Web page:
Visualisation – the new future of reward data presentation?

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Introduction

I am a firm believer in serendipity so I quickly picked up on an article in PCPro magazine on the subject of data visualisation.  Wikipedia defines data visualisation as “According to Friedman (2008) the “main goal of data visualization is to communicate information clearly and effectively through graphical means”.    When I explored the area in more detail I found a wealth of data visualization tools on the internet.  The graphic above is a data visualisation of my four hundred odd LinkedIn contacts.  My next thought was how could this be applied to reward?

Visualisation of reward data

The first major area that could use the visualisation approach is global market data.  How many times have we reward professionals had to present international reward data; often in forms of rows of tabular data.  Would it not be so much better if we could produce a visualisation of the global data?  This could show geo-mapped data at one level or perhaps by industry sector or level of employee.  There are many interesting permutations to explore. 

I have seen a number of interesting info graphics around UK pension data; this can be both a source of data rich information as well as being pretty impenetrable when presented again as tabulated number or on a PowerPoint presentation.  Data visualisation could help immensely in communicating key data to management and employees.

Interactive data presentation

One step further on from just visualising data is to make it interactive so managers can set their own parameters for looking at the data.   I came across one visualisation tool that took your favourite book or musician and produced an info-graphic of similar styles and types.  Could something similar be used for flexible benefits?  The employee could drill down the visualisation of options to help make the choice of benefit and level a much more exciting journey than the normal drop down lists.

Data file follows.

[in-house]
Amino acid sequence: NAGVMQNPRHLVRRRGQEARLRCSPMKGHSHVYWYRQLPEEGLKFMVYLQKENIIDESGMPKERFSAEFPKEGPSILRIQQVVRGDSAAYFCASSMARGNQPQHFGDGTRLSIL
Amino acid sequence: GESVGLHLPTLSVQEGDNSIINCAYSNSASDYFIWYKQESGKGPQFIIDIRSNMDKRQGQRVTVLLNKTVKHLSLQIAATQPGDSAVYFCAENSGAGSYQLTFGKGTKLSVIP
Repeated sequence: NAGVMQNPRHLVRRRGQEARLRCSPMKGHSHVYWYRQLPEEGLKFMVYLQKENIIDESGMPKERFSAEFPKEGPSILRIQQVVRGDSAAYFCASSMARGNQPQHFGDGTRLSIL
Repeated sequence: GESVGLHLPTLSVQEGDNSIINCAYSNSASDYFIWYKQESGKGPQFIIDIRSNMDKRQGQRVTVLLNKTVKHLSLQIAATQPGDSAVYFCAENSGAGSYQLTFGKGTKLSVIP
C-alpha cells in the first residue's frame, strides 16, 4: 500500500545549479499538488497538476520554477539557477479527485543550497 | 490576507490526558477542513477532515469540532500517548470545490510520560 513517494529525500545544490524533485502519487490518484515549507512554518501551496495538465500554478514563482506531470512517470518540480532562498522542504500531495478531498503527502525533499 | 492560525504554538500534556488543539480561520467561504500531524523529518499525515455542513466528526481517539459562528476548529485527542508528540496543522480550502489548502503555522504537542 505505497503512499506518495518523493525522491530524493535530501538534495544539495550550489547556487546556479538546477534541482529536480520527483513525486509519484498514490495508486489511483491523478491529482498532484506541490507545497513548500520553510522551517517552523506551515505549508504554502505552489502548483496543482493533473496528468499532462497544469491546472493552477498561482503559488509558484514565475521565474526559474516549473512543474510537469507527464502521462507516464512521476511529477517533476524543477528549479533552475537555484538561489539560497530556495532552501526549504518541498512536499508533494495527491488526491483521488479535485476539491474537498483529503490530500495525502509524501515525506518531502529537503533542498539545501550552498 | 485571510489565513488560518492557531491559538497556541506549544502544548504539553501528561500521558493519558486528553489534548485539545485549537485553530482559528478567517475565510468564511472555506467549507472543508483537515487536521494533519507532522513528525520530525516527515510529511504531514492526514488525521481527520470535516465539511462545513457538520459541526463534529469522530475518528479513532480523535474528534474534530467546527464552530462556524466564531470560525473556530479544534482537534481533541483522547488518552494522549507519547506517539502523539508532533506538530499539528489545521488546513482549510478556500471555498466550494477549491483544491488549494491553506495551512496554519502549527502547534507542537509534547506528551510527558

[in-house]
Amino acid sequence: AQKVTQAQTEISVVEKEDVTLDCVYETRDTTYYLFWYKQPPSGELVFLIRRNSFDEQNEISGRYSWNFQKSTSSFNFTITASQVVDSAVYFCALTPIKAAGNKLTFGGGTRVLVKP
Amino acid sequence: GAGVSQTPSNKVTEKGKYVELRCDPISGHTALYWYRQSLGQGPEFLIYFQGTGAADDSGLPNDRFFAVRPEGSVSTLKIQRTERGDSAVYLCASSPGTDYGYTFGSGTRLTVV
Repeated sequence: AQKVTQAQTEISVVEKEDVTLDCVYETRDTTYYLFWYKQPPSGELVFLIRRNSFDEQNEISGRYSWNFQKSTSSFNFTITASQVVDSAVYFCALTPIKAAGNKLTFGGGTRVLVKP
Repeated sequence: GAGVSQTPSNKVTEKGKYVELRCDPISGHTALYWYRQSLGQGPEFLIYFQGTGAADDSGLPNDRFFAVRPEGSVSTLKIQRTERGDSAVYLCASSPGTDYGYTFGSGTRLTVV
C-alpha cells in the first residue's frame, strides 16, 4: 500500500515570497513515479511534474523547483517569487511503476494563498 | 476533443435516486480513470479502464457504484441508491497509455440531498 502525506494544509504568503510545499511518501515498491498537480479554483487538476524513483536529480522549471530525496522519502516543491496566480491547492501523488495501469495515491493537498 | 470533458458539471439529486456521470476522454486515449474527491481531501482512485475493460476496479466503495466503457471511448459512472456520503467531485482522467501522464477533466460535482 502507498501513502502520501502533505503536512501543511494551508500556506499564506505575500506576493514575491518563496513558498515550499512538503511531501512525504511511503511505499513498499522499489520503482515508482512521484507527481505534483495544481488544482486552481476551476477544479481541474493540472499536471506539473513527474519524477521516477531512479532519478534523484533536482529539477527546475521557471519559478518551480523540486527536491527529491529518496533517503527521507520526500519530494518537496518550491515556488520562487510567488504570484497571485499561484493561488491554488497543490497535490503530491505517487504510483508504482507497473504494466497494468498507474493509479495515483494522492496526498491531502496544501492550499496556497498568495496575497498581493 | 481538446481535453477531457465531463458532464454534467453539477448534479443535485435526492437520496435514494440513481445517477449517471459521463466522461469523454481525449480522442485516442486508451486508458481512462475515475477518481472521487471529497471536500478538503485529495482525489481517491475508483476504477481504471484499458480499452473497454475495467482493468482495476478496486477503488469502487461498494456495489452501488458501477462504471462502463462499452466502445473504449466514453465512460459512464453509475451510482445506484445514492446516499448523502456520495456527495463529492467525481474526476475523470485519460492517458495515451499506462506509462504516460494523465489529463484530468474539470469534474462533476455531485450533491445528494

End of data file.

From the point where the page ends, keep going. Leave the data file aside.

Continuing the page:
Mission to explain – the reward narrative

Those of you who read my blog will know that I have a mission to explain and communicate the reward narrative.  To open up the black box of our profession and put tools in the hands of users so that instead of reward saying “here it is, take it or leave it” we realise that most of our employees are sophisticated consumers of our reward products and are capable of making informed choices if we present those choices in an intuitive and interesting way.

Conclusion

Data visualisation is not new although it is entering a new level of usability as computes become more powerful and the increasing use of tablets lead to a more visually intensive world – not to mention the alleged shorting of attention span in our internet world.

Data visualisation is, in my view, an important tool in increasing the power and relevance of our reward narrative – and it can be quite fun as well. 

  

Reward and Rock and Roll